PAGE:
Monday, August 24, 2015
Forbes came out with its list of highest earning athletes for 2015. Numbers three and four were Cristiano Ronaldo and Lionel Messi, earning $80 million and $74 million, respectively. Other than Fortune 500 CEOs and the world’s richest people, no other profession garners such press about what they earn. When a player is signed to a team, that declaration is always followed by a statement on salary and bonuses. Every year the numbers escalate, and we gasp to hear what someone makes for athletic prowess and the transfer fees clubs are willing to lay down for their services. The English Premier League just began its season, and I was watching a match with Manchester City where the announcers declared that Nicolas Otamendi had been purchased from Valencia for $56 million. Double-digit million dollar salaries have become common place in the world of sports, and athletes can supplement their contracts with bonuses and endorsements. It’s no wonder we parents look at our budding soccer player and wonder if he or she will be so blessed.
That siren call of mega-salaries encourages us to see the next Clint Dempsey or Abby Wambach in our children. However, the closest any of us come to any sort of professional sports contract is primarily through a six degrees of separation situation. In our family, my daughters went to high school with the present manager of the Milwaukee Brewers and my workmate at Wisconsin ODP had a son who played briefly for several MLS teams. The left forward to Robbie’s right on his US Youth Soccer ODP team now plays for Columbus Crew. Bryce actually had a one year contract to play professional indoor soccer at $50 a game – double-digits at the wrong end of the pay scale. Most of us have stories about a player we know who went on to play professionally, but it’s rarely our own child. That doesn’t discourage us from keeping an eye on professional salaries and wondering if we have the offspring who’ll make the cut. Robbie and Bryce liked to design villages made out of sponges, cardboard, and glue, yet I admit I didn’t obsess at the idea of them becoming contractors or architects the same way I thought about them advancing in sports. I just took it as part of childhood play. There’s something about athletics which makes us think far more long-term than any other activity in which our kids participate.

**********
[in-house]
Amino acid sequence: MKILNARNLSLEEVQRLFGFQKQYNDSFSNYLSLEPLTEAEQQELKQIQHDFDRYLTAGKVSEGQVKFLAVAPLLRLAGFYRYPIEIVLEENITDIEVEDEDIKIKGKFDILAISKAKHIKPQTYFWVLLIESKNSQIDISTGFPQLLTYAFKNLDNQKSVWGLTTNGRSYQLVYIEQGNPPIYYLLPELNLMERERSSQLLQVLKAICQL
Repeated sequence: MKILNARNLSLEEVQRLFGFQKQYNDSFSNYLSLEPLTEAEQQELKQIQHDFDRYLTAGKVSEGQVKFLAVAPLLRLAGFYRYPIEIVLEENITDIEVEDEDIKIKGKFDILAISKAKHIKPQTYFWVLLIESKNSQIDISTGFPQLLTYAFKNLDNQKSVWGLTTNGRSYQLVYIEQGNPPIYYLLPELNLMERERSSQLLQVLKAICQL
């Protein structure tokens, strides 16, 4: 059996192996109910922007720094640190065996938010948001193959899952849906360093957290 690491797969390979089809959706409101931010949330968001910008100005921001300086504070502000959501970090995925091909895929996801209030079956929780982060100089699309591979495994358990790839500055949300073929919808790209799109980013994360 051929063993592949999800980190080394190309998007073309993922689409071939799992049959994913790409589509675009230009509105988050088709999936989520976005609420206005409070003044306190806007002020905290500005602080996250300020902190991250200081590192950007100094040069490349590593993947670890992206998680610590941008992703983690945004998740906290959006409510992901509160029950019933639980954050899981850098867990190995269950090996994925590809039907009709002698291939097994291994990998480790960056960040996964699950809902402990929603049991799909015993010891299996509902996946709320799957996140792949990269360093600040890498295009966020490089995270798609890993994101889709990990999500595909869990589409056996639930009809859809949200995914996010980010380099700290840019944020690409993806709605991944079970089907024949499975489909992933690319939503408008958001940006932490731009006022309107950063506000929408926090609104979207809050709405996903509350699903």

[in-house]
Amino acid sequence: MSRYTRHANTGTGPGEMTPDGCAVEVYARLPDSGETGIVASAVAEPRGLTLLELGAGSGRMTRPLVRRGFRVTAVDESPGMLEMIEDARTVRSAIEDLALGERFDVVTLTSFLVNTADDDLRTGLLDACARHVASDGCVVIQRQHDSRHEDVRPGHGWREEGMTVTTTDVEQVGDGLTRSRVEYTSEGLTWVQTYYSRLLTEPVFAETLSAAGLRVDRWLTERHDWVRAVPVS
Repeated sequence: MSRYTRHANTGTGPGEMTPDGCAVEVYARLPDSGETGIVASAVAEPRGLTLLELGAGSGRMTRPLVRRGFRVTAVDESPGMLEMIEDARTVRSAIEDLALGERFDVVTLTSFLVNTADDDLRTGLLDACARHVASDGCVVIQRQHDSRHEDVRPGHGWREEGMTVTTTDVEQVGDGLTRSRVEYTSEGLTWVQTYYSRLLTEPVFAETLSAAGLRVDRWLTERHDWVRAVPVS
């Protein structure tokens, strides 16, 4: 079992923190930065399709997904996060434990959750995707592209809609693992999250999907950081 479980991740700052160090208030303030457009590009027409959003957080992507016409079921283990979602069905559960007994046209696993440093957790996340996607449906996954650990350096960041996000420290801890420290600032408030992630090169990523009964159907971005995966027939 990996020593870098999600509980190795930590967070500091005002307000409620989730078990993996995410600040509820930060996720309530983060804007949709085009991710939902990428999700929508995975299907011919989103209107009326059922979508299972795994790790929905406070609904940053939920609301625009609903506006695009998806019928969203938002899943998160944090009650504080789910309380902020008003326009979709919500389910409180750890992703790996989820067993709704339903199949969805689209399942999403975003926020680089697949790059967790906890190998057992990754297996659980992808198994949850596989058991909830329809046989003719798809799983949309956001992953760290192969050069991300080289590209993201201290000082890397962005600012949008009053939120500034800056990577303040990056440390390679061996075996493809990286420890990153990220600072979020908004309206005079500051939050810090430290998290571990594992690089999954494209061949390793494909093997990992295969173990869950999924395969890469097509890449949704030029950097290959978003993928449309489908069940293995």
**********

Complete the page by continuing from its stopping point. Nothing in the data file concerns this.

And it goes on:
That elusive but huge carrot at the end of the stick somehow creates an atmosphere where we expect something tangible from playing sports. It’s not enough that kids have the chance to run and screech, learn some athletic skills, share fun with their friends, and get some exercise. If there is to be youth sports, there has to be wins, trophies, rankings and honors. But most importantly, there has to be a future that kids strive toward – travel team, US Youth Soccer ODP, high school, college, professional. Parents see this as one continuous road that our kids will travel, so we often miss the signs that our child has either had enough of that sport or isn’t up to the next level. We can’t imagine our players quitting or not achieving. The concept of youth sports has morphed into a production line with heavy expectations of the quality and complexity of the final product.